UCLA/Getty Conservation Program

A graduate conservation training program focusing on the conservation of archaeological and ethnographic materials


Leave a comment

UCLA/Getty Program Welcomes Bianca Garcia, Program Manager for the Mellon Opportunity for Diversity in Conservation

The UCLA/Getty Program is pleased to welcome Bianca Garcia as the new Program Manager for the Andrew W. Mellon Opportunity for Diversity in Conservation.

Bianca is a Paintings Conservator. She received her B.A. in Art Conservation from the University of Delaware, and her M.S. in Art Conservation from the Winterthur/University of Delaware Program in Art Conservation. She has worked at the Balboa Art Conservation Center, Cleveland Museum of Art, Museo Nacional Centro de Arte Reina Sofia, Western Center for the Conservation of Fine Arts, and the Museo de Arte de Puerto Rico.

To find out more information on the Opportunity for Diversity in Conservation or to get application details for the upcoming workshop to be held in July 2019, please visit: uclagettydiversityinitiative.wordpress.com.

IMG_3359

Advertisements


Leave a comment

Class of 2018 Presentations & Alumni Reunion

It’s near end of the quarter and tomorrow the class of 2018 returns to our conservation training labs at the Getty Villa to give their final presentations as graduate students in our program.  They will be presenting on their 3rd year internships, as well as discussing the work they did for their MA thesis projects.  The day will end with a  small reception to celebrate the completion of their conservation degree and graduation.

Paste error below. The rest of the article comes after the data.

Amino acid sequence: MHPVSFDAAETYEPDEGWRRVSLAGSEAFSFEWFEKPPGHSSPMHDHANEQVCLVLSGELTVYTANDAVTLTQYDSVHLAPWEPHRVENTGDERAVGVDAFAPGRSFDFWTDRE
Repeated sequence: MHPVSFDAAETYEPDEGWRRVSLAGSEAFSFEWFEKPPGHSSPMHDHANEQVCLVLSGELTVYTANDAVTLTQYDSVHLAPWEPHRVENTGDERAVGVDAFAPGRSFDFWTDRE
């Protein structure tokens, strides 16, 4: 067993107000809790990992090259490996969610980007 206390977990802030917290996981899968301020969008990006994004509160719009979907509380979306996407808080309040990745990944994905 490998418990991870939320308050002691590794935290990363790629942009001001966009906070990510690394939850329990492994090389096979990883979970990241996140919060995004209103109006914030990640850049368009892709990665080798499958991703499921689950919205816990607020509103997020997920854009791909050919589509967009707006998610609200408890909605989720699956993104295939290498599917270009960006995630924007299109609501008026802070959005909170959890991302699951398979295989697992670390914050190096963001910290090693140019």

This year we also have our first alumni reunion organized around the presentation and graduation event.  Alumni will not only be in attendance tomorrow , but have organized a reunion day on Saturday that includes lightning round presentations highlighting their current work and/or research.

A list of the class of 2018 3rd year internship placements can be found on this previous post.   Here is a list of the M.A. thesis research they will be sharing with us:

  • Morgan Burgess – Digitizing Conservation: An Approach to Reconstruction and Loss Compensation using Digital 3D Technologies
  • Marci Burton – A Technical Study of a Pre-Columbian Chilean Child Mummy Bundle from Arica, Chile
  • Mari Hagemeyer – Exploratory Investigations into the Effectiveness of a Novel Treatment for Denatured Leather and Skin Materials
  • Hayley Monroe – Conditioning Basketry Elements with Water and Ethanol: An Investigation into the Effects of Existing Conservation Methods
  • Lindsay Ocal – Materials, Technology and Conservation of Ceramic Vessels from the Site of Amapa in Nayarit, Mexico
  • Michaela Paulson – The Visible Effects of Adhesives and Pressure on Color in Kingfisher Feathers

Congratulations to the class of 2018! We look forward to celebrating with them, and our alumni, and hearing about all the wonderful work all the current and past UCLA/Getty grads have been doing!

 

20017720_10155025251587981_1012376688616846809_o

Hayley Monroe shows Julia Parker (Miwok-Kashaya Pomo weaver) the treatment she undertook on a Yosemite Museum basket attributed to Lucy Telles (Mono Lake Paiute – Kucadikadi and Southern Sierra Miwok basket weaver)

 

 


Leave a comment

Class of 2020 Summer Internships

We’re just wrapping up the last week of instruction for the spring quarter and as the students are finishing up treatments and other assignments for their classes (as well as studying for exams next week), they’re also getting ready to head out to their summer internship sites.

Here is a list of all the sites and institutions they’ll be working at this summer:

The students will be presenting on their summer internships when they’re back in the fall and we’re looking forward to hearing all about their amazing work!  Stay tuned to our social media sites for any posts and/or images from their internships. Hope everyone has a great summer and safe travels!